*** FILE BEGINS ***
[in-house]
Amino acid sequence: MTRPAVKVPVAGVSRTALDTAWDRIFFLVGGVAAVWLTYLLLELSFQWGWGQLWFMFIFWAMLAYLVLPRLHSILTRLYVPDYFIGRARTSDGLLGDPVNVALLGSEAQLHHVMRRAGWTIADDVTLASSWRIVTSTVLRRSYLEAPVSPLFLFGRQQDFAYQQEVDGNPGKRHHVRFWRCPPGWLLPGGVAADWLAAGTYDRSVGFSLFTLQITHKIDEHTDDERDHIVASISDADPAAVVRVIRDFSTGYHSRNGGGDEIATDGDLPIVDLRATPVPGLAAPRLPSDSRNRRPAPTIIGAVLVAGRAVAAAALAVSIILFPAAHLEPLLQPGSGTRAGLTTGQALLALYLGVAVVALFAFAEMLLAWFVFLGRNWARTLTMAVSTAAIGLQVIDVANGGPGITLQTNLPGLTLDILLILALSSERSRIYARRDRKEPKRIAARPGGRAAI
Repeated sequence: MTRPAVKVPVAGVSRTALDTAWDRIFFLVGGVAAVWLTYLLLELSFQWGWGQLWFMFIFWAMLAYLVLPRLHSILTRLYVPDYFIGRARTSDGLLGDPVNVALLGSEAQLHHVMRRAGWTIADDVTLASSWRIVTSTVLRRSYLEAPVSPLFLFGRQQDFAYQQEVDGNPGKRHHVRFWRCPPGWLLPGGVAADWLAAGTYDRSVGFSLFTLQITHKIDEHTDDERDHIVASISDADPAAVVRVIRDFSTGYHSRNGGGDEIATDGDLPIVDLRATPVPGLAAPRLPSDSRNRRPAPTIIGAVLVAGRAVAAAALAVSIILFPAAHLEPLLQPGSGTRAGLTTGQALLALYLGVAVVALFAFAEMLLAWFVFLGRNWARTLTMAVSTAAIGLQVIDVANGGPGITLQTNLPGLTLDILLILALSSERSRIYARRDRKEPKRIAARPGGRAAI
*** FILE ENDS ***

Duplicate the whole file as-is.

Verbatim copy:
[in-house]
Amino acid sequence: MTRPAVKVPVAGVSRTALDTAWDRIFFLVGGVAAVWLTYLLLELSFQWGWGQLWFMFIFWAMLAYLVLPRLHSILTRLYVPDYFIGRARTSDGLLGDPVNVALLGSEAQLHHVMRRAGWTIADDVTLASSWRIVTSTVLRRSYLEAPVSPLFLFGRQQDFAYQQEVDGNPGKRHHVRFWRCPPGWLLPGGVAADWLAAGTYDRSVGFSLFTLQITHKIDEHTDDERDHIVASISDADPAAVVRVIRDFSTGYHSRNGGGDEIATDGDLPIVDLRATPVPGLAAPRLPSDSRNRRPAPTIIGAVLVAGRAVAAAALAVSIILFPAAHLEPLLQPGSGTRAGLTTGQALLALYLGVAVVALFAFAEMLLAWFVFLGRNWARTLTMAVSTAAIGLQVIDVANGGPGITLQTNLPGLTLDILLILALSSERSRIYARRDRKEPKRIAARPGGRAAI
Repeated sequence: MTRPAVKVPVAGVSRTALDTAWDRIFFLVGGVAAVWLTYLLLELSFQWGWGQLWFMFIFWAMLAYLVLPRLHSILTRLYVPDYFIGRARTSDGLLGDPVNVALLGSEAQLHHVMRRAGWTIADDVTLASSWRIVTSTVLRRSYLEAPVSPLFLFGRQQDFAYQQEVDGNPGKRHHVRFWRCPPGWLLPGGVAADWLAAGTYDRSVGFSLFTLQITHKIDEHTDDERDHIVASISDADPAAVVRVIRDFSTGYHSRNGGGDEIATDGDLPIVDLRATPVPGLAAPRLPSDSRNRRPAPTIIGAVLVAGRAVAAAALAVSIILFPAAHLEPLLQPGSGTRAGLTTGQALLALYLGVAVVALFAFAEMLLAWFVFLGRNWARTLTMAVSTAAIGLQVIDVANGGPGITLQTNLPGLTLDILLILALSSERSRIYARRDRKEPKRIAARPGGRAAI